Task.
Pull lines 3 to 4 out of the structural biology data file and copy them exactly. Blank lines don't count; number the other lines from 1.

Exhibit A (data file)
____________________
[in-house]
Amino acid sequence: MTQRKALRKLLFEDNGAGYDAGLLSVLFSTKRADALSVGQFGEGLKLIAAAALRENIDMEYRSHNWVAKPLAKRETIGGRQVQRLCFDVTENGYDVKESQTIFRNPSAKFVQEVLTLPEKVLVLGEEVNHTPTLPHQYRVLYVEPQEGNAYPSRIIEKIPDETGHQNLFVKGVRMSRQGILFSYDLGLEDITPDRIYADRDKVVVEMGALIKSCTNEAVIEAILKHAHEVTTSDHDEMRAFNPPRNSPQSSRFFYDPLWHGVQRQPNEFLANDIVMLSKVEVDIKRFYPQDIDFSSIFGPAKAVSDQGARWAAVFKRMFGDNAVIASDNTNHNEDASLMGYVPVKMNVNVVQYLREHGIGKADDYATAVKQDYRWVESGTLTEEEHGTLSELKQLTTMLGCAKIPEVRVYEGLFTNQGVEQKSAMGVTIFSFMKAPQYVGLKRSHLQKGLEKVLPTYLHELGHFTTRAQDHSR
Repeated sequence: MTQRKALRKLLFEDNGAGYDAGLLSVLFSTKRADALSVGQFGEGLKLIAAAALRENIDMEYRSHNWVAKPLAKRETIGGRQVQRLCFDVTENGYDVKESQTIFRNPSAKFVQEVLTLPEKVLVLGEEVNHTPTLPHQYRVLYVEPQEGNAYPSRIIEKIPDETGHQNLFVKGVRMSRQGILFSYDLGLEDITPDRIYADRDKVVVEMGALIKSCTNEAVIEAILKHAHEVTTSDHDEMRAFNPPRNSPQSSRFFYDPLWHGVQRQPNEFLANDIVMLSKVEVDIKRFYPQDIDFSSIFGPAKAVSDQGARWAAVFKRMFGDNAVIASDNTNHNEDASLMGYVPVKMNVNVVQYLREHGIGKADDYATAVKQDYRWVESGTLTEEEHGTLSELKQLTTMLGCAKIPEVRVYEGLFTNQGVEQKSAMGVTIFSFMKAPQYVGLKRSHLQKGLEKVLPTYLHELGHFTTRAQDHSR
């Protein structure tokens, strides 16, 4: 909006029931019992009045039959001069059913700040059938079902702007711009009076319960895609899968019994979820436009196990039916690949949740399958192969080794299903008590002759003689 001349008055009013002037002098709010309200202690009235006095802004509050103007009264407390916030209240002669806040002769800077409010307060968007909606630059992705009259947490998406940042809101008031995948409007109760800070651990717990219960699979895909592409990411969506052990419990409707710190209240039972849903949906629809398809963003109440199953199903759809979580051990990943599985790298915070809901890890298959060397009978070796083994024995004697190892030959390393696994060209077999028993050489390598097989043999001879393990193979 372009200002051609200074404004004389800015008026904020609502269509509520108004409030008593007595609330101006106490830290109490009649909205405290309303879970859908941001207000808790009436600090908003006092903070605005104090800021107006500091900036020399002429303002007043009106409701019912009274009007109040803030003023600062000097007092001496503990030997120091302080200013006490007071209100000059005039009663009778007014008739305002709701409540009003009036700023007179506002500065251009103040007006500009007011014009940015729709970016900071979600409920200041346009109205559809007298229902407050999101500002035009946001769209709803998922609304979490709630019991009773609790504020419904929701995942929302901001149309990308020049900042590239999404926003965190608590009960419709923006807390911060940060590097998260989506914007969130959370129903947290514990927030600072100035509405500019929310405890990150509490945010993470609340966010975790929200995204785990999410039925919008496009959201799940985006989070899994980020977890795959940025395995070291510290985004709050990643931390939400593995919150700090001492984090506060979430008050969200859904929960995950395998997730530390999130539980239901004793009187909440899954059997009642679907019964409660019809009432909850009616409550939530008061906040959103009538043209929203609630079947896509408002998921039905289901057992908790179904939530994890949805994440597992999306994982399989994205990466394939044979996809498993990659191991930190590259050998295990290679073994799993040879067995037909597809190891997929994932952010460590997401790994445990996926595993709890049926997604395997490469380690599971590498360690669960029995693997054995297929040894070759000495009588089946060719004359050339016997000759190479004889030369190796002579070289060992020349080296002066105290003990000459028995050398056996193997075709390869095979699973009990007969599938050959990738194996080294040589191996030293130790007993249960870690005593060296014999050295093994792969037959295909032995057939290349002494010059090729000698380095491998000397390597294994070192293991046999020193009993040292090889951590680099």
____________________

Repeated sequence: MTQRKALRKLLFEDNGAGYDAGLLSVLFSTKRADALSVGQFGEGLKLIAAAALRENIDMEYRSHNWVAKPLAKRETIGGRQVQRLCFDVTENGYDVKESQTIFRNPSAKFVQEVLTLPEKVLVLGEEVNHTPTLPHQYRVLYVEPQEGNAYPSRIIEKIPDETGHQNLFVKGVRMSRQGILFSYDLGLEDITPDRIYADRDKVVVEMGALIKSCTNEAVIEAILKHAHEVTTSDHDEMRAFNPPRNSPQSSRFFYDPLWHGVQRQPNEFLANDIVMLSKVEVDIKRFYPQDIDFSSIFGPAKAVSDQGARWAAVFKRMFGDNAVIASDNTNHNEDASLMGYVPVKMNVNVVQYLREHGIGKADDYATAVKQDYRWVESGTLTEEEHGTLSELKQLTTMLGCAKIPEVRVYEGLFTNQGVEQKSAMGVTIFSFMKAPQYVGLKRSHLQKGLEKVLPTYLHELGHFTTRAQDHSR
């Protein structure tokens, strides 16, 4: 909006029931019992009045039959001069059913700040059938079902702007711009009076319960895609899968019994979820436009196990039916690949949740399958192969080794299903008590002759003689 001349008055009013002037002098709010309200202690009235006095802004509050103007009264407390916030209240002669806040002769800077409010307060968007909606630059992705009259947490998406940042809101008031995948409007109760800070651990717990219960699979895909592409990411969506052990419990409707710190209240039972849903949906629809398809963003109440199953199903759809979580051990990943599985790298915070809901890890298959060397009978070796083994024995004697190892030959390393696994060209077999028993050489390598097989043999001879393990193979 372009200002051609200074404004004389800015008026904020609502269509509520108004409030008593007595609330101006106490830290109490009649909205405290309303879970859908941001207000808790009436600090908003006092903070605005104090800021107006500091900036020399002429303002007043009106409701019912009274009007109040803030003023600062000097007092001496503990030997120091302080200013006490007071209100000059005039009663009778007014008739305002709701409540009003009036700023007179506002500065251009103040007006500009007011014009940015729709970016900071979600409920200041346009109205559809007298229902407050999101500002035009946001769209709803998922609304979490709630019991009773609790504020419904929701995942929302901001149309990308020049900042590239999404926003965190608590009960419709923006807390911060940060590097998260989506914007969130959370129903947290514990927030600072100035509405500019929310405890990150509490945010993470609340966010975790929200995204785990999410039925919008496009959201799940985006989070899994980020977890795959940025395995070291510290985004709050990643931390939400593995919150700090001492984090506060979430008050969200859904929960995950395998997730530390999130539980239901004793009187909440899954059997009642679907019964409660019809009432909850009616409550939530008061906040959103009538043209929203609630079947896509408002998921039905289901057992908790179904939530994890949805994440597992999306994982399989994205990466394939044979996809498993990659191991930190590259050998295990290679073994799993040879067995037909597809190891997929994932952010460590997401790994445990996926595993709890049926997604395997490469380690599971590498360690669960029995693997054995297929040894070759000495009588089946060719004359050339016997000759190479004889030369190796002579070289060992020349080296002066105290003990000459028995050398056996193997075709390869095979699973009990007969599938050959990738194996080294040589191996030293130790007993249960870690005593060296014999050295093994792969037959295909032995057939290349002494010059090729000698380095491998000397390597294994070192293991046999020193009993040292090889951590680099």